A 1920s Modernist Interpretation of Texas Bluebonnets

February 24, 2022 | By Traces of Texas

Everett Gee Jackson didn’t plan to become an artist. Born in Mexia in 1900, Jackson enrolled at Texas A&M University in 1918 to study architecture.

Remembering the Beaton Hotel of Corsicana’s Oil Boom Days

December 23, 2021 | By Traces of Texas

Traces of Texas’ Throwback Thursday: Pappy O’Daniel’s Giant BBQ

December 9, 2021 | By Traces of Texas

Former Gov. Wilbert Lee “Pappy” O’Daniel was an iconic Texas character. When he was inaugurated in 1941, he held a giant barbecue at the governor’s mansion in Austin, serving 40,000 pounds of meat.

A Traveling Show Rolls into Small-Town Texas in 1921

November 24, 2021 | By Traces of Texas

A Visual History of Cowboys in Texas

November 17, 2021 | By Traces of Texas

Traces of Texas’ Throwback Thursday: Cowboys on Turkey Track Ranch

November 11, 2021 | By Traces of Texas

The iconic Turkey Track Ranch located just north of Amarillo recently went up for sale.

The Old Nighthawk No. 2 in Austin

October 28, 2021 | By Traces of Texas

Traces of Texas’ Throwback Thursday: A Woman and Her Calves

October 21, 2021 | By Traces of Texas

Traces of Texas reader Daphne Hatcher sent in this nifty photo of her mom, Hazel Harbison Roehr, mugging for the camera while wearing her dad’s boots, hat, and gun belt, and posing with her calves.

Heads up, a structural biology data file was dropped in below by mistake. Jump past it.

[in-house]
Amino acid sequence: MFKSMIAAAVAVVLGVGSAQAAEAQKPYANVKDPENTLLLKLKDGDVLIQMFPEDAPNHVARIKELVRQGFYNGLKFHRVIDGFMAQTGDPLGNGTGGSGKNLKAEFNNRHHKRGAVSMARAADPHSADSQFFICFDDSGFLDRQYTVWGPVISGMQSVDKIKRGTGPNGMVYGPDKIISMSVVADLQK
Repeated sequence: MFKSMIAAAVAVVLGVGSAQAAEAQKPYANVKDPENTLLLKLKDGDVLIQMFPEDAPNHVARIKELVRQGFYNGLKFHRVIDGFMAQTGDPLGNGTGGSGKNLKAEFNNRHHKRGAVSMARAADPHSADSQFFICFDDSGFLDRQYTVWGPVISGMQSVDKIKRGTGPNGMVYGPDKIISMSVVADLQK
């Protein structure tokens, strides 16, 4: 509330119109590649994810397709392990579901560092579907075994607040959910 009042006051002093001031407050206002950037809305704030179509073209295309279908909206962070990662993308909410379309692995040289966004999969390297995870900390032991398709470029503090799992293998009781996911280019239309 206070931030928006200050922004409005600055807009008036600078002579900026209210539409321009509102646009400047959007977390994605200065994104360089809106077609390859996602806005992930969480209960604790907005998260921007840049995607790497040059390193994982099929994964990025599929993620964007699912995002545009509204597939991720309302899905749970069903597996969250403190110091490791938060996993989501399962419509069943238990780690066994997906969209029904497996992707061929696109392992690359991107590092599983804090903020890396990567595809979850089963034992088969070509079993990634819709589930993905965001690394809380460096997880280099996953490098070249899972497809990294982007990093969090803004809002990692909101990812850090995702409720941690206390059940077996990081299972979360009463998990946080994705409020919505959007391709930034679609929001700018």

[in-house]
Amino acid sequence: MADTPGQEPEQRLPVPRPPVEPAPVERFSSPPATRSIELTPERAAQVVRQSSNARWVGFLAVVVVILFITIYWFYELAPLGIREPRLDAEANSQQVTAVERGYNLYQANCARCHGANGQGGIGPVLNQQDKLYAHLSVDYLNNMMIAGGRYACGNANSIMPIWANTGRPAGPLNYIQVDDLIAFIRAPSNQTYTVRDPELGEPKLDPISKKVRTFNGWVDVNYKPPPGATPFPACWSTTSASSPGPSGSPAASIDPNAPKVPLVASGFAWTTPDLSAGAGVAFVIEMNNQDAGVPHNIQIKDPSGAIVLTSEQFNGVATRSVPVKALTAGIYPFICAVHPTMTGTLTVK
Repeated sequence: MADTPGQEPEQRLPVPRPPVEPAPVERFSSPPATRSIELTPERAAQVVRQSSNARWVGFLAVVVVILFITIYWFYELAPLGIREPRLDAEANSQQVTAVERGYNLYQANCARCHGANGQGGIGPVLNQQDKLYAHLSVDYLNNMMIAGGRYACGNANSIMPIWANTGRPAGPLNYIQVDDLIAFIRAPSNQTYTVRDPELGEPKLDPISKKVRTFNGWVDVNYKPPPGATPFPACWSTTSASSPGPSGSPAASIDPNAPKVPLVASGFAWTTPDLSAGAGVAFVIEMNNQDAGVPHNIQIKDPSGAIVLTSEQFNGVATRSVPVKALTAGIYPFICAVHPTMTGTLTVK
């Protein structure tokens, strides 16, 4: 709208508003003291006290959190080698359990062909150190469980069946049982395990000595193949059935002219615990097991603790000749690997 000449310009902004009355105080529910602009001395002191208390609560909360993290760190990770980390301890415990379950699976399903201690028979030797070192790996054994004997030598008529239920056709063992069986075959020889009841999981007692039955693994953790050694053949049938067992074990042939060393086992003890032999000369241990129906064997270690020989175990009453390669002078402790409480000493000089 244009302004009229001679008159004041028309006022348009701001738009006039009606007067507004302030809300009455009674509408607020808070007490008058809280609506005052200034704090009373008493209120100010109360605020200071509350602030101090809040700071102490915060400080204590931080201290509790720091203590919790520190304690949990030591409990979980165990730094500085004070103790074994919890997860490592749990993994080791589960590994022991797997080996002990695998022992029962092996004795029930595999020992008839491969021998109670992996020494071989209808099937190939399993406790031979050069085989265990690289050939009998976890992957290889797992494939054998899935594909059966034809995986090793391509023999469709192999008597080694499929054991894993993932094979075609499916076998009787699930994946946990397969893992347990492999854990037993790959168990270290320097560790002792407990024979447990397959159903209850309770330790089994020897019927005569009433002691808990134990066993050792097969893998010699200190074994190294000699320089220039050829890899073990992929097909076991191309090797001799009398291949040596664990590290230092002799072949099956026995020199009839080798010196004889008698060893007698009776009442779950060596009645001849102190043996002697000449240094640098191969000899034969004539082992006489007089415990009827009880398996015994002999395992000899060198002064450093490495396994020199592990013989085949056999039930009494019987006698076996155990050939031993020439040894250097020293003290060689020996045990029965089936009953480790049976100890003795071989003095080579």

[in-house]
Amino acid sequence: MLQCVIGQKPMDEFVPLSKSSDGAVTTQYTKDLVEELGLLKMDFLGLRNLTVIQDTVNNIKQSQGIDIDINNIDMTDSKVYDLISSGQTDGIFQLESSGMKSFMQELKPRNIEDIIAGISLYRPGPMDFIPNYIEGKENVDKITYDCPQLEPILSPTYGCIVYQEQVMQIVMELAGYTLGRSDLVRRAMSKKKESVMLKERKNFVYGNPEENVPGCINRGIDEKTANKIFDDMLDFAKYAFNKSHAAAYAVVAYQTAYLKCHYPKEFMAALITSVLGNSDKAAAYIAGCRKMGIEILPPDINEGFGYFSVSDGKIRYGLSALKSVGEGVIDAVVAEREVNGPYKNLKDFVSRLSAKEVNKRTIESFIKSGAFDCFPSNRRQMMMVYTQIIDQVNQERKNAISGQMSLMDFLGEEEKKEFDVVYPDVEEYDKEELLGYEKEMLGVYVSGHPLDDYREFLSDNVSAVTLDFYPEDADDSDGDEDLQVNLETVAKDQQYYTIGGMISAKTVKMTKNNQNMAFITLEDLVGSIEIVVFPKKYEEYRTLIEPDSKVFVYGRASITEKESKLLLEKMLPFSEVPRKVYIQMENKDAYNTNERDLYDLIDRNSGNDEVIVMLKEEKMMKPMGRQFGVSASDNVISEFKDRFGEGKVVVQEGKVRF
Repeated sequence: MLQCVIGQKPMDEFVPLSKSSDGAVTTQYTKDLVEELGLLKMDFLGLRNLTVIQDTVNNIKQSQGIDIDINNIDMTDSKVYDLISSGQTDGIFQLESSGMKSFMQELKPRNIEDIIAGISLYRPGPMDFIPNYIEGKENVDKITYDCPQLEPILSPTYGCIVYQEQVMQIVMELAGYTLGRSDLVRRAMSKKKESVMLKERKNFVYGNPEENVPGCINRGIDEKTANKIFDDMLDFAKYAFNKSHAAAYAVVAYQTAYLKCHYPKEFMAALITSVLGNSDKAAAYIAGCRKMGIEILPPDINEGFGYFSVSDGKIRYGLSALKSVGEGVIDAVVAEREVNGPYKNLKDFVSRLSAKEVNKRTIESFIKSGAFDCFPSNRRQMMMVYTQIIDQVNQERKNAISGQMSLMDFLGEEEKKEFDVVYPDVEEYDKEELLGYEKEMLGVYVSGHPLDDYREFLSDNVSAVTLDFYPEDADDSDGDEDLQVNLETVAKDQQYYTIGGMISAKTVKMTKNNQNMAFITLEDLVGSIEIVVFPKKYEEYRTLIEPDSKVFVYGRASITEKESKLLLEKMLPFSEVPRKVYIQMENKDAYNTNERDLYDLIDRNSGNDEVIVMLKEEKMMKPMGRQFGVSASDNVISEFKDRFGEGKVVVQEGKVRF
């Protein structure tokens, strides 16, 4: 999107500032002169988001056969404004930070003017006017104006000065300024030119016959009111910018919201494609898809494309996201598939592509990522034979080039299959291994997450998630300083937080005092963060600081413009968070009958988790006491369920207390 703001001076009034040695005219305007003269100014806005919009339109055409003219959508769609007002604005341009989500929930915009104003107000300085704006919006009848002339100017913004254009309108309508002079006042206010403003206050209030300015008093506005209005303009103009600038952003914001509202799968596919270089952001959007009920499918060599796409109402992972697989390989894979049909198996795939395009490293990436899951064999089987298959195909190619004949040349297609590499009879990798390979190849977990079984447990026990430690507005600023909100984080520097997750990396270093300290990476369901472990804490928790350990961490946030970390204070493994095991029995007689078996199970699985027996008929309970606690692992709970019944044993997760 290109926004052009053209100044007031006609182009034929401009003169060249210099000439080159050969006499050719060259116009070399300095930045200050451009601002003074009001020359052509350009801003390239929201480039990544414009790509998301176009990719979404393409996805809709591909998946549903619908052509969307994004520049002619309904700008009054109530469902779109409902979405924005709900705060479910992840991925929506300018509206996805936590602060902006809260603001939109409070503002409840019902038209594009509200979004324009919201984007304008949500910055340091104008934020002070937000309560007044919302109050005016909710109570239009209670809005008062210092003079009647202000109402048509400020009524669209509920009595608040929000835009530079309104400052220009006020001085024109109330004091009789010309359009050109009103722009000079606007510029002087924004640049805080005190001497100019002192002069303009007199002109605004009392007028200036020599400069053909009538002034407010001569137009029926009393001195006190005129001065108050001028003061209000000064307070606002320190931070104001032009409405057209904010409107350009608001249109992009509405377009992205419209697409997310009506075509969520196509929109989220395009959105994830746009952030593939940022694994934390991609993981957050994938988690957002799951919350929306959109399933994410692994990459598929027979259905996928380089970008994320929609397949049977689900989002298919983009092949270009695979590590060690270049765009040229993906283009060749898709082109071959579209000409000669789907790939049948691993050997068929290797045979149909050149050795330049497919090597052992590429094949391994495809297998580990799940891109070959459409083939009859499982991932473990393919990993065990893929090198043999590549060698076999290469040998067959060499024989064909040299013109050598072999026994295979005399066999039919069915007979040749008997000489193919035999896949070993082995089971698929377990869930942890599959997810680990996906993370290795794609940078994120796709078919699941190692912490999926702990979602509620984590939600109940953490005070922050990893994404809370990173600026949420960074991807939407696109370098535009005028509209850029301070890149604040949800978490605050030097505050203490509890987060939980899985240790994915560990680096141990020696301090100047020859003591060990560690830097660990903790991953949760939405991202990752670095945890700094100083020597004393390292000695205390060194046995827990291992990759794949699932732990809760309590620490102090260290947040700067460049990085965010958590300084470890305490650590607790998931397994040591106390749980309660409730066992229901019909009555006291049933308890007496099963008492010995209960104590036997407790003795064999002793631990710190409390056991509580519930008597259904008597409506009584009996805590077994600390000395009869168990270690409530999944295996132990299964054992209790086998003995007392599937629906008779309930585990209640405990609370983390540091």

Traces of Texas’ Throwback Thursday: A Newlywed Couple in Swisher

October 14, 2021 | By Traces of Texas

Traces of Texas reader Kim Crumbley graciously shared this 1910 photo of her great-grandparents on their wedding day in Swisher, located in the Panhandle.

Traces of Texas’ Throwback Thursday: Election Day in Eastland

October 7, 2021 | By Traces of Texas

Election Day in the North Texas town of Eastland in the early 1890s. This photo was sent in by Janice Chambers.

Sheriff Rufe Jordan Kicks Back with Honey

September 23, 2021 | By Traces of Texas

Traces of Texas’ Throwback Thursday: Stude’s Bakery and Confectionery

September 16, 2021 | By Traces of Texas

This picture taken in Houston in about 1890 shows Stude’s Bakery and Confectionery. Alphonse Stude, a prominent businessman and Houston booster, owned the shop.

A Look at Small-Town Texas

August 23, 2021 | By Traces of Texas

A Nocturnal Motorist Stops for Gas at a San Augustine Sinclair Station in 1939

July 29, 2021 | By Traces of Texas

Traces of Texas’ Throwback Thursday: Prom Night in Marlin, 1960

July 15, 2021 | By Traces of Texas

Traces of Texas reader Bob Caperton kindly sent in this 1960 photo of his wife, first on the lower right, and a group of her friends as they were getting ready to go to what was then called the Junior-Senior Banquet in Marlin.

Traces of Texas’ Throwback Thursday: Women Do the Heavy Lifting in Beaumont, 1943

July 8, 2021 | By Traces of Texas

A woman moves a pole at the International Creosoting Company in Beaumont, 1943. This job had traditionally been done by men, but the absence of the male workforce due to World War II paved the way for women to assume many such jobs.

Boaters Pose in Front of the Marble Falls Around 1900

June 24, 2021 | By Traces of Texas

The History of Juneteenth in Photos

June 18, 2021 | By

The Raising of Galveston After the 1900 Hurricane

May 27, 2021 | By Traces of Texas

175 Years of Fredericksburg in Photos

May 6, 2021 | By Traces of Texas

Traces of Texas’ Throwback Thursday: Theodore Roosevelt at the Rough Riders Reunion

April 8, 2021 | By Traces of Texas

President Theodore Roosevelt posed in his tent at a Rough Riders reunion in San Antonio for this 1905 photograph.

A Chili Queen Holds Court in 1904 San Antonio

March 25, 2021 | By Jac Darsnek, Traces of Texas

Traces of Texas’ Throwback Thursday: Dallas Love Field Airport in 1940

March 18, 2021 | By Traces of Texas